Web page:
# pyschool is wrong ?

I'm currently learning python and trying to do exercises at pyschools (if anyone knows what it is). Anyway, i have an exercise that asks me to do the following : Write a function percent(value, total) that takes in two numbers as arguments, and returns the percentage value as an integer.

Here's my code:

``````def percent(value, total):
percent = value / total * 100
return int(percent)
``````

It works great in my Python Idle and it gives all the correct answers. however, when i run it in the pyschools website, it says that , for example , when the function is called with parameters 46 and 90 , the function returns 0. However, in my python idle , it correctly returns 51. What might be the problem ? Thank you very much for your help!

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You could also put `from __future__ import division` at the top of your code. –  Dietrich Epp Oct 27 '12 at 22:58

Try the following:

``````return int(float(value) / float(total) * 100.0)
``````

to ensure that both value and total are float. This way strings could be passed in and still get a proper answer.

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you don't need both to be floats –  joaquin Mar 31 '12 at 21:20
-1 (a) two unnecessary float calls (b) the question calls for numbers. Silently coercing strings to float is not Pythonic. –  John Machin Mar 31 '12 at 21:44
The float calls will occur whether it is explicit or not, but to make it work with out the float will require this to be rewritten as `return int(100.0 * value / total)`. –  Lance Helsten Apr 1 '12 at 3:58
Changing a parameter to a type that can be properly used in an operation is pythonic---it depends on your point of view. –  Lance Helsten Apr 1 '12 at 3:59

You need to use float division.

In your case you can apply this little trick:

``````percent = (100. * value) / total
``````

when one of the factors is a float the operations give you floats. You do not need to convert all. Note this does not work:

``````percent = (value / total) * 100.
``````

because the first operation is performed in integer mode

(btw don't forget to convert percent to integer to fit the requirements of the school. I didnt do it for clarity)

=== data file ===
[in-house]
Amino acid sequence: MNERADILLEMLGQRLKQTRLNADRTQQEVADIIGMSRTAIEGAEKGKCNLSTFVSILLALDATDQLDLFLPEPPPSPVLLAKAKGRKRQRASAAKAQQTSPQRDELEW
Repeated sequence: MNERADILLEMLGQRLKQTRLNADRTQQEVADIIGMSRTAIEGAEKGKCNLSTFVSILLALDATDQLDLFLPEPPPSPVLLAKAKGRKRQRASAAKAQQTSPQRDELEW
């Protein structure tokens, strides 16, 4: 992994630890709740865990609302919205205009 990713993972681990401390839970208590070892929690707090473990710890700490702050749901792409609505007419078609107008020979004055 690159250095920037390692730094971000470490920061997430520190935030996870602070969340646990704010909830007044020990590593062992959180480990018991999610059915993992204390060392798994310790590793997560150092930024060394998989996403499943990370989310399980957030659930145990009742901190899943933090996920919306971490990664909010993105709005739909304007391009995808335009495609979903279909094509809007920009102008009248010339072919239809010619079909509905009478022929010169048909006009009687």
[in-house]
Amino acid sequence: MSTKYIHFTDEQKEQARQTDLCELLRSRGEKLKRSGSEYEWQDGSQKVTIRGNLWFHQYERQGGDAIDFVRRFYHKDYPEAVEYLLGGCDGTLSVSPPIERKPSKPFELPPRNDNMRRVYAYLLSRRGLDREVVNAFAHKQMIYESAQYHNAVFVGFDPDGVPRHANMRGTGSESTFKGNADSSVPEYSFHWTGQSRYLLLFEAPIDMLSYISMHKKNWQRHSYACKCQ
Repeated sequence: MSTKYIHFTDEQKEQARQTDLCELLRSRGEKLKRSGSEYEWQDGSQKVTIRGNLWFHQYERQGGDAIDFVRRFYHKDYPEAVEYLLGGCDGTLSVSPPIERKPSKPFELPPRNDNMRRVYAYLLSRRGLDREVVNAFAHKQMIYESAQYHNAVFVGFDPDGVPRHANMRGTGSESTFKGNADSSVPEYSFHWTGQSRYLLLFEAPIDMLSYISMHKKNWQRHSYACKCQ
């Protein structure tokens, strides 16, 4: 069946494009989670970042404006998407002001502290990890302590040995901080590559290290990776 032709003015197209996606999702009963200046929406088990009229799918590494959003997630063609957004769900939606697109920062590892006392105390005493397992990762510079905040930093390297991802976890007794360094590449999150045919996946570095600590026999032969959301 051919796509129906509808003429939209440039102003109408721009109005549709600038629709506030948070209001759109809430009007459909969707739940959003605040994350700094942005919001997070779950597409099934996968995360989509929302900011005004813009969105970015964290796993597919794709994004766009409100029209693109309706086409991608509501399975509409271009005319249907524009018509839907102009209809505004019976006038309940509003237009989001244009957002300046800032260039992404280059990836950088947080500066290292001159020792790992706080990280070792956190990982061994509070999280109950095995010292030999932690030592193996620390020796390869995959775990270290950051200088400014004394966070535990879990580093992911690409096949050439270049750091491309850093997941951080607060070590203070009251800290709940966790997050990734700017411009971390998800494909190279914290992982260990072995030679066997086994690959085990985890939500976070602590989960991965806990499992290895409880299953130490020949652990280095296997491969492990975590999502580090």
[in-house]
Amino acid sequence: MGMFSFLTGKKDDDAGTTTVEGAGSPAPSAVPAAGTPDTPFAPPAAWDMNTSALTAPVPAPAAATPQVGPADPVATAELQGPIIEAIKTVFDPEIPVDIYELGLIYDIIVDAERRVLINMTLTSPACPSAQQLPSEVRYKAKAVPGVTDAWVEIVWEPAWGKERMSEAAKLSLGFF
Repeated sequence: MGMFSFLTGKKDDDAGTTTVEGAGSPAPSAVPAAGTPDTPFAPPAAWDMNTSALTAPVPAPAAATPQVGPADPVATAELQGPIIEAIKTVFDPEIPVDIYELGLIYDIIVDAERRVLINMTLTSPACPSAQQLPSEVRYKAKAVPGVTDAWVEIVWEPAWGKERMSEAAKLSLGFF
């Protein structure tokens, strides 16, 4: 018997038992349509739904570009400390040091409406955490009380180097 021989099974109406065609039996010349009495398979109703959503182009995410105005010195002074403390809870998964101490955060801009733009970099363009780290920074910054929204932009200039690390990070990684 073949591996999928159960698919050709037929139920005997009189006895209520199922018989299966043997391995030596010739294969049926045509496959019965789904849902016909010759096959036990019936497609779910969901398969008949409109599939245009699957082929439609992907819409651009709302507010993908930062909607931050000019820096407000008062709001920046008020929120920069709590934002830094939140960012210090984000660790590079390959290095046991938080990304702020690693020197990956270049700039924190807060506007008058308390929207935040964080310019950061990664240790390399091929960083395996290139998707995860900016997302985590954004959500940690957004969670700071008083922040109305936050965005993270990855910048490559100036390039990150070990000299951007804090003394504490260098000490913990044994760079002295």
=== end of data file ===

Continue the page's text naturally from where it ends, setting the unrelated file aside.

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In python 2.x, division is integer division, in python 3.x, it's not. This probably explains your issue.

Also, you could be using brackets to make your code more readable.

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You probably mean "parentheses", not "brackets". Superfluous parentheses make simple code like this LESS readable. –  John Machin Mar 31 '12 at 21:46
round brackets, open brackets, brackets (UK), or parentheses –  joaquin Mar 31 '12 at 22:17
`>>> from unicodedata import name >>> [name(c) for c in "([{"] ['LEFT PARENTHESIS', 'LEFT SQUARE BRACKET', 'LEFT CURLY BRACKET']` –  John Machin Mar 31 '12 at 23:08
Brackets (or parentheses if you're American) would prove useful (and not superfluous) here given that `value / total * 100` is pretty ambiguous. Indeed, it might not be obvious that it is evaluated as `(value / total) * 100` and not as `value / (total * 100)`. –  Thomas Orozco Mar 31 '12 at 23:41
Anyway, I have my opinion, and you have yours, there's no point in splitting hairs here. –  Thomas Orozco Apr 1 '12 at 10:43
show 1 more comment

Using a variable (`percent`) of the same name as the function is a bit dubious and makes cautious readers stop and wonder whether that's even legal. In any case you don't need a temporary variable at all. Consider using a temporary variable only to break up a long expression or when you need to do some debugging.

All you need to do to solve your problem cleanly and clearly so that it runs correctly on both Python 2.x and 3.x is to rearrange the order of evaluation and use `100.0` instead of `100` so that the first arithmetic operation is done using float arithmetic:

``````def percent(value, total):
return int(value * 100.0 / total)
``````
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